All the speculation about moving ballot measures has focused on the possible delay of the water bond. But what of the rain? There are good reasons to push the oft-delayed rainy day fund measure back up to November.

Politically, a real rainy day fund – the state already has such funds but they don’t work – makes a nice pairing with multiple tax measures. Yes, the initiative doesn’t fit together with those tax measures, but that’s the nature of the beast in California—ballot measures never fit with each other or the underlying budget reality.

But as a purely political matter, moving up the rainy day fund might create a better context in which to ask voters for more revenues. That could be particularly if pension changes don’t produce any real savings and if Brown and the Democrats continue to push to reduce school accountability measures – two trends that could lead voters to worry about how new revenues would be spent.

Now, this rainy day fund, while an improvement, isn’t big enough to help much. But it’s real enough to be a start of sorts. And on the policy front, a real rainy day fund – if it grew larger — could turn the volatility of the tax system – which could increase under Munger’s and Brown’s tax proposals – into an advantage, collecting more money in good years to ease the downside in bad ones.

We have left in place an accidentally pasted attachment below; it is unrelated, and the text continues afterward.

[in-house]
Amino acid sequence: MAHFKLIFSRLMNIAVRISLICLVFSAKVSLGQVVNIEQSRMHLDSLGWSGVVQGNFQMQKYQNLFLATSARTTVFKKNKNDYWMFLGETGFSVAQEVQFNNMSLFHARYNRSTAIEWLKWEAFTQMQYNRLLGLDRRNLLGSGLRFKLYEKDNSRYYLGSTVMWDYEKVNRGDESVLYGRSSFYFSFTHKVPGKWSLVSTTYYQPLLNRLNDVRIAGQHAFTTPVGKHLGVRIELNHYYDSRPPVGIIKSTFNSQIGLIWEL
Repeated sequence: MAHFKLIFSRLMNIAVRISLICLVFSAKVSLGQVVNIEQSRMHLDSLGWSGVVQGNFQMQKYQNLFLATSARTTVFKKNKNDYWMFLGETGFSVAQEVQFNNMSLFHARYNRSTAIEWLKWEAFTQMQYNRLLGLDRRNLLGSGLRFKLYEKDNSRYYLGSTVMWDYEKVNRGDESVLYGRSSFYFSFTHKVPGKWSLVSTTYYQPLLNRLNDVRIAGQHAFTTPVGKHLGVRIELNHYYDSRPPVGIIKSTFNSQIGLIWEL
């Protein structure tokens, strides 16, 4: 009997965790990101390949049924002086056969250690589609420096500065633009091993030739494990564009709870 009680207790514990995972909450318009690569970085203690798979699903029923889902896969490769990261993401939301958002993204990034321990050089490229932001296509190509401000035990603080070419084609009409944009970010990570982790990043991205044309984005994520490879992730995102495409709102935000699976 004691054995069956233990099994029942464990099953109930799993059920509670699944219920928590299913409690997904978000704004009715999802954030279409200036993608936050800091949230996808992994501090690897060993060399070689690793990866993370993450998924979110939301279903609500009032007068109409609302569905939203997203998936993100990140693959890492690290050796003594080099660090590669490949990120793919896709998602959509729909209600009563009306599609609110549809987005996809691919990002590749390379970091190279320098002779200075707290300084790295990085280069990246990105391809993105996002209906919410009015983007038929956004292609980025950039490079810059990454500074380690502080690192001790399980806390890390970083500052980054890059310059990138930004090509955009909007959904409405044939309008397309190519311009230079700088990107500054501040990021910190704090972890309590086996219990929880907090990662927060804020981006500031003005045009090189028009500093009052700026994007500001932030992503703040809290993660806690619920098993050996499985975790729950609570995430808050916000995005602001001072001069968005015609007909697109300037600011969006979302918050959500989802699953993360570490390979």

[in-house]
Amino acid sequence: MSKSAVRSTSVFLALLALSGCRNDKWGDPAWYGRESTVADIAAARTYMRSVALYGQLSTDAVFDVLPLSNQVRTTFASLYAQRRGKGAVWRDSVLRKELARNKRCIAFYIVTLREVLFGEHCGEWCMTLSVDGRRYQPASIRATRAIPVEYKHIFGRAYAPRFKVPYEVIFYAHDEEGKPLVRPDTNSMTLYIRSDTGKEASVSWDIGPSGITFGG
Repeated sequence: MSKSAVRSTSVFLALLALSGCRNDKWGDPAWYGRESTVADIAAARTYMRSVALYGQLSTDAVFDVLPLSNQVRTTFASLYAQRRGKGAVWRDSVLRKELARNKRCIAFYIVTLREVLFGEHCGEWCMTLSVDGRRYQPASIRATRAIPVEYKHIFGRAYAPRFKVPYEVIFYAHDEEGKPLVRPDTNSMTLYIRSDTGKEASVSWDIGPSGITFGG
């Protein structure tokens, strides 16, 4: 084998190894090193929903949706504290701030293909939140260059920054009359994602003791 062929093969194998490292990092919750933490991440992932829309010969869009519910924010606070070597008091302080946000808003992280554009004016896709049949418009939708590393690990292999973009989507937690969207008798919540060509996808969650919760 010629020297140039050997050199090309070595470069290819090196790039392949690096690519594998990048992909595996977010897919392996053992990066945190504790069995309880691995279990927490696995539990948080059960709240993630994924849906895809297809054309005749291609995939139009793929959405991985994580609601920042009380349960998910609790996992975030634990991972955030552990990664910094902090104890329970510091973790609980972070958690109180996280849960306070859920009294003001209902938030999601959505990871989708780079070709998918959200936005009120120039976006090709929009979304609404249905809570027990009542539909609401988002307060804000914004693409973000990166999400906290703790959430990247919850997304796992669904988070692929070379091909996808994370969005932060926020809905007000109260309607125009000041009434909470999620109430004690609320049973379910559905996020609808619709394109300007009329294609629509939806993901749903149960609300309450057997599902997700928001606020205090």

The rainy day fund is a small band-aid, not a fix, for volatility. The real solution is for California to remake itself and return taxing power to the local governments, which rely on less volatile taxes. The centralization of taxing power in California, backed by the left (because it’s “fair”) and the right (because they hate taxes more than they trust the people), is at the heart of the volatility problem.

But even with all these caveats, the rainy day fund might be worth trying — as yet another short-term stopgap until Californians and California elites figure out that there’s no saving the current system – that we need a brand new one.